Houseplant Pilea peperomioides is justifiably popular—not only is it adorable with floppy pancake leaves, it also is easy to grow in indirect light and even easier to propagate with friends and family if you take cuttings.
Water if dry
How to Grow
Pilea: A Field Guide
Pilea is a plant that behaves so well indoors in a pot that it’s easy to forget that technically there’s no such thing as a houseplant.
With its round, flat leaves and cheerfully floppy stems, this diminutive perennial plant hails from mountainous regions of China. (But we’ve never actually seen Pilea peperomioides growing anywhere except indoors, preferably on a window sill with indirect light.)
Pilea’s nicknames that range from pancake plant (look at those round leaves) to Chinese money plant (the leaves arrange themselves like stacked coins on a mature plant), and lefse plant (lefse is a Norwegian potato bread shaped like a flat pancake). It’s also known as the pass-along plant because it’s so easy to propagate–many collectors share cuttings with friends—that it’s considered the sourdough starter of houseplants.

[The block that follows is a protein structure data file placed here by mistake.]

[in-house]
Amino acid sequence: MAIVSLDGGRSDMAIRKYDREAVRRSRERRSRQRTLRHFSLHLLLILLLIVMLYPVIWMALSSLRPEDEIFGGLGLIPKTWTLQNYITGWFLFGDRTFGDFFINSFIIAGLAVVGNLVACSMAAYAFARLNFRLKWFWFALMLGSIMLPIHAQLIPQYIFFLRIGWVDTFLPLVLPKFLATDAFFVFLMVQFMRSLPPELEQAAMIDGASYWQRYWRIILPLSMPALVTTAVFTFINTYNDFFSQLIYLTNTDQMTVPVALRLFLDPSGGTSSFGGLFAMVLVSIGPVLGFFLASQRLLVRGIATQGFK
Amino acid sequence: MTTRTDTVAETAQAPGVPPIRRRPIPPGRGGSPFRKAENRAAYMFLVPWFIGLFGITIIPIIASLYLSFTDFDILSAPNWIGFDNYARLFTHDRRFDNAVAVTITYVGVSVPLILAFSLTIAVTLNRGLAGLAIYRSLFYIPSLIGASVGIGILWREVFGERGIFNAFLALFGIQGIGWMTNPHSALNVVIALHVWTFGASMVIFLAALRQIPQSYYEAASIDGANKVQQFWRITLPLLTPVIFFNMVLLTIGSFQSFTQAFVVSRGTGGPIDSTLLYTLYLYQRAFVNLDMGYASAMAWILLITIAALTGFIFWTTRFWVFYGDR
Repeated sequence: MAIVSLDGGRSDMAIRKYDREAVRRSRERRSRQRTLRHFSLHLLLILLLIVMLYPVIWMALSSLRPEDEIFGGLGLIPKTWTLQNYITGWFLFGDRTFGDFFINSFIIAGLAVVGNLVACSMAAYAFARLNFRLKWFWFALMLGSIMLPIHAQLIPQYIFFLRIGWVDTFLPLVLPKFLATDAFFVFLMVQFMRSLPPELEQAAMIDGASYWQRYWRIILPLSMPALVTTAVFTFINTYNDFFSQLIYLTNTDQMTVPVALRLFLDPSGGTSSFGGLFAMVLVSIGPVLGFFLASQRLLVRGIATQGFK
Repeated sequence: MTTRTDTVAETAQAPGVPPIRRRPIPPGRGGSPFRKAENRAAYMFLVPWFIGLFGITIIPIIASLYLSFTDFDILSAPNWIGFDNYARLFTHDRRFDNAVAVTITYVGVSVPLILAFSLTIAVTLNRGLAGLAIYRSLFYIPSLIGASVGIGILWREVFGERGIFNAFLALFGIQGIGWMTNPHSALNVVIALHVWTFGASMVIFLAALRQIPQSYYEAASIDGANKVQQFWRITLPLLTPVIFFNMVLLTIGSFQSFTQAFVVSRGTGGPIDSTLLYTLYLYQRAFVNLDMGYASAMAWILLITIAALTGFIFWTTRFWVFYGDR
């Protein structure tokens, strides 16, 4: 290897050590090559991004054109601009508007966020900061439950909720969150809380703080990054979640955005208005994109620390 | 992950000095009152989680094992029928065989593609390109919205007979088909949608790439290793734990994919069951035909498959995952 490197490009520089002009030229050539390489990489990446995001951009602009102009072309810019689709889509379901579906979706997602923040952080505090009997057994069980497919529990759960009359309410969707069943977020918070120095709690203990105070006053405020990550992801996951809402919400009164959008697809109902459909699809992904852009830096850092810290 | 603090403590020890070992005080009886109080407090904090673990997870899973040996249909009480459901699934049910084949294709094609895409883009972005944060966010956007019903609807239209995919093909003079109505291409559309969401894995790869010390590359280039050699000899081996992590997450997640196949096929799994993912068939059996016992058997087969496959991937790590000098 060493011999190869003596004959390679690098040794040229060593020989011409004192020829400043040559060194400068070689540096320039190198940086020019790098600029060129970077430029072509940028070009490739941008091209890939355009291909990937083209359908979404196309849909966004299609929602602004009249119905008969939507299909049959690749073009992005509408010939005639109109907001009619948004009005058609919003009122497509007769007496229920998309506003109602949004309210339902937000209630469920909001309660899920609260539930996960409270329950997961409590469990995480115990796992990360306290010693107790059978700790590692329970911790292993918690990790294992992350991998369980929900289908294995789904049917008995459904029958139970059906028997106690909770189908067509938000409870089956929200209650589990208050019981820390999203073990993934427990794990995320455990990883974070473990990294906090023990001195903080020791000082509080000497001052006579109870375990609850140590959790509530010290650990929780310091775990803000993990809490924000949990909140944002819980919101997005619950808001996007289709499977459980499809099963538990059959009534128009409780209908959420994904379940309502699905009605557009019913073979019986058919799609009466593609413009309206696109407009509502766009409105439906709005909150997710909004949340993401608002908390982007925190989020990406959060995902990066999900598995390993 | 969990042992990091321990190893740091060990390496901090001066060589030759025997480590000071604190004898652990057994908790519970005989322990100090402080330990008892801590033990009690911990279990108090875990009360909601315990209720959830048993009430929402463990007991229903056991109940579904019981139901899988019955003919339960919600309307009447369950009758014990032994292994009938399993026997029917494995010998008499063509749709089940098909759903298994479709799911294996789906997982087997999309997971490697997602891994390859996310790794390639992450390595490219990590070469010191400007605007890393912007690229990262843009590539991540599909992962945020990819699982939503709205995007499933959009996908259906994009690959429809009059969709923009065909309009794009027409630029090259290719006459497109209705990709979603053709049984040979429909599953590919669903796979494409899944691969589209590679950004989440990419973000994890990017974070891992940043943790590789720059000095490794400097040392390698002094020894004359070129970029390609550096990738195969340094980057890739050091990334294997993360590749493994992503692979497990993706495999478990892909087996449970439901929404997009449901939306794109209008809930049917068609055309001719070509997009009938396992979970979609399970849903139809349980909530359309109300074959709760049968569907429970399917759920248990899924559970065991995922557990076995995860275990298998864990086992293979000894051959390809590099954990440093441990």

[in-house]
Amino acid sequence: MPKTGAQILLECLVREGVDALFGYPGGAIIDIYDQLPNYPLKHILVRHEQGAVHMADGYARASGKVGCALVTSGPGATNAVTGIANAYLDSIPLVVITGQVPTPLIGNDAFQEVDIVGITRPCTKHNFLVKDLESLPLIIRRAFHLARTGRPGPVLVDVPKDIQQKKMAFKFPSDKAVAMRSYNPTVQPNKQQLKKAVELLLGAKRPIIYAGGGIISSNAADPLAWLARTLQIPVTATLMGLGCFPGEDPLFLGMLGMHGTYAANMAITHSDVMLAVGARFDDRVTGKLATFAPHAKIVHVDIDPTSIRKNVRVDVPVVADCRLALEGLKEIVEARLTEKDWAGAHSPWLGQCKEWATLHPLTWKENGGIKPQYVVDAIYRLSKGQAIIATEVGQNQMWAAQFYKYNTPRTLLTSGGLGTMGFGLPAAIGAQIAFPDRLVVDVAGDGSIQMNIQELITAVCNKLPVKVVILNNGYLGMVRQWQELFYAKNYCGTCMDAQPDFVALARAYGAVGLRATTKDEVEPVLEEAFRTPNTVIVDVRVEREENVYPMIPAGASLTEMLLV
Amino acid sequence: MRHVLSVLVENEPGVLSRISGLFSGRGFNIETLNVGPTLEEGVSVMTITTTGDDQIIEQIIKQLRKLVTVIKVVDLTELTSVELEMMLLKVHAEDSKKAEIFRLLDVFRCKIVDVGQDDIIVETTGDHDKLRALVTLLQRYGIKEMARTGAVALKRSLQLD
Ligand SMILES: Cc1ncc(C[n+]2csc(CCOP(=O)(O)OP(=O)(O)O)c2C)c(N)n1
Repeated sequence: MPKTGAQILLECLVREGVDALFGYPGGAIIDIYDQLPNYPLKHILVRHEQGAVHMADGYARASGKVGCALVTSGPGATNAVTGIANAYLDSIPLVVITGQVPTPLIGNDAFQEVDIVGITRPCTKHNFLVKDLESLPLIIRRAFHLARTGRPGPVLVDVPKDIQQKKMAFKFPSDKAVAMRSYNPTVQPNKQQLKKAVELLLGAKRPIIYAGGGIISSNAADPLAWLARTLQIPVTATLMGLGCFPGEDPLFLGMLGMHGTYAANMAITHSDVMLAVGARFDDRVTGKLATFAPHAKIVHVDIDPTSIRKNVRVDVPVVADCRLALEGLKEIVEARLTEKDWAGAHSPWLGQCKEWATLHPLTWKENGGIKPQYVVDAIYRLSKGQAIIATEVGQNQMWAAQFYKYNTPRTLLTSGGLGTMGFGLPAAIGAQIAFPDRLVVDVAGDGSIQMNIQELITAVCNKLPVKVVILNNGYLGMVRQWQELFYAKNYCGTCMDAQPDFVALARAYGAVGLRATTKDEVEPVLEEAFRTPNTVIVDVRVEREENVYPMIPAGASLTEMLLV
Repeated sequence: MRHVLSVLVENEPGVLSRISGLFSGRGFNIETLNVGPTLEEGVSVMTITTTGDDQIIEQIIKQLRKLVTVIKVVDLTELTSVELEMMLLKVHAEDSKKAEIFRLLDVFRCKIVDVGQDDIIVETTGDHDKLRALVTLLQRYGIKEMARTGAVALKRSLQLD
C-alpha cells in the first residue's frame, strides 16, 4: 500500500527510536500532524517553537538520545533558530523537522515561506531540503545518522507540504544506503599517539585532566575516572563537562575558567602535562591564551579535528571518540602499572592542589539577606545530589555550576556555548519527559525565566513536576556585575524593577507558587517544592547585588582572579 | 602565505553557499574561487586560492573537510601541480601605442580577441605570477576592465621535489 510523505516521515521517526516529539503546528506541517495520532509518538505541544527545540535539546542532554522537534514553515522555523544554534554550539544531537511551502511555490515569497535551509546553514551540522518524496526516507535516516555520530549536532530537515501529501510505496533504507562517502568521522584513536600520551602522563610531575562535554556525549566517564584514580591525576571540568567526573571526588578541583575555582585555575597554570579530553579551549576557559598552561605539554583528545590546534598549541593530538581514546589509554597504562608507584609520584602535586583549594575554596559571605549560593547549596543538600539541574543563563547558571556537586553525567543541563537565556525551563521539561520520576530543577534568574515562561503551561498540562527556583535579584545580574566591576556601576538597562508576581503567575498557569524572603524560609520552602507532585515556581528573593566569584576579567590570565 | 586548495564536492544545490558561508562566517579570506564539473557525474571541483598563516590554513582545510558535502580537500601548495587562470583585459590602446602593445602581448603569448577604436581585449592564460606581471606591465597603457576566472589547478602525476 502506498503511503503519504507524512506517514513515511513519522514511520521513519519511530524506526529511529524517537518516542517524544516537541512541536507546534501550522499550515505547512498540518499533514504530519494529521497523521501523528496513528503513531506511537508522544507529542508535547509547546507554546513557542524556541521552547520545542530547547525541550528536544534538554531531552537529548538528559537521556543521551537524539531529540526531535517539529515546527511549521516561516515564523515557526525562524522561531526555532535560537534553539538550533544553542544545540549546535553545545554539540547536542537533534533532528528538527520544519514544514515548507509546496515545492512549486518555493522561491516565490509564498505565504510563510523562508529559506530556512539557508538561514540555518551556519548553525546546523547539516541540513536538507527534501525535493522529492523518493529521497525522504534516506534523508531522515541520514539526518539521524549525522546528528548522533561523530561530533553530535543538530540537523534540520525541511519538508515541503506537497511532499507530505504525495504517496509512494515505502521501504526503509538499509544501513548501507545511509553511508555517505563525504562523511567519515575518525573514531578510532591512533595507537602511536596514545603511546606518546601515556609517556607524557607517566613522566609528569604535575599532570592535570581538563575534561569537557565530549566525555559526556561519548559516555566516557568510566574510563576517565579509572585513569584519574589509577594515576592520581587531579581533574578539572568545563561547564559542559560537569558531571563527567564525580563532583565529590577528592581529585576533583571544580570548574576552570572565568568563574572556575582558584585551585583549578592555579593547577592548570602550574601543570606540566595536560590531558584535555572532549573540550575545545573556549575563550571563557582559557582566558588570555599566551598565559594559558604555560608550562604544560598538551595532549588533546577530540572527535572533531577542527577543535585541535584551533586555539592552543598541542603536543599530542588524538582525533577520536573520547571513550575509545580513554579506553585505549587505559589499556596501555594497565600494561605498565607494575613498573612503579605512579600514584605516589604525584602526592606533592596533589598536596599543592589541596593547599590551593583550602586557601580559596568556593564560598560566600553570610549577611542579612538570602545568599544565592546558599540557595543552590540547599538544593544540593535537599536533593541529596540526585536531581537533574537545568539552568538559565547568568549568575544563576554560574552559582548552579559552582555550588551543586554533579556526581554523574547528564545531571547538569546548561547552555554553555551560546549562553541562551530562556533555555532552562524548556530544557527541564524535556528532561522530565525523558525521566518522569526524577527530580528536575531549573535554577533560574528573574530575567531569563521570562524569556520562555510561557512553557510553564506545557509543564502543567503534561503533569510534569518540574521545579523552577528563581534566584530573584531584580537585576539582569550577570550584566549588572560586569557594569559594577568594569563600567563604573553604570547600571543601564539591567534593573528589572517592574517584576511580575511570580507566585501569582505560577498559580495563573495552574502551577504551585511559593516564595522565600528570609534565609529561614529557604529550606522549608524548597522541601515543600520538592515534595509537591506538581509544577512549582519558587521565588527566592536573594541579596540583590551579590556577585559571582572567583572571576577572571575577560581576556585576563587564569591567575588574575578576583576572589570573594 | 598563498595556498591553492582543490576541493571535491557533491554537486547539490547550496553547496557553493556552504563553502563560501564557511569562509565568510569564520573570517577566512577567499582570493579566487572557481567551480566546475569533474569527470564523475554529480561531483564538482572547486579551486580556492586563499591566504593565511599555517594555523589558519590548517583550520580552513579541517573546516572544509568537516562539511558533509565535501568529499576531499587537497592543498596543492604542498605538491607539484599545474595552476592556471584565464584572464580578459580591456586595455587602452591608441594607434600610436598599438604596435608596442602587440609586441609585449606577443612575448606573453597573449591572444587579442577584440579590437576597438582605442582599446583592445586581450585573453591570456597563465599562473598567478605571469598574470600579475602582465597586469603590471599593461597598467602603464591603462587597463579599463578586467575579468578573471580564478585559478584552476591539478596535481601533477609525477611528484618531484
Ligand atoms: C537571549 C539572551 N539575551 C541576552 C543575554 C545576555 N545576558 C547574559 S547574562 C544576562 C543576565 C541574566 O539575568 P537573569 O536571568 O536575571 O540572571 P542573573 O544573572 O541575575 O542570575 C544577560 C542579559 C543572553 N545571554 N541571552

If you have a pilea in your personal houseplant collection, it’s likely you call it “Baby.” Even at maturity it will not grow bigger than 12 inches high. Its needs are simple: indirect light (you don’t want to scorch the leaves), well-drained soil, and a lullaby to put it to sleep at night.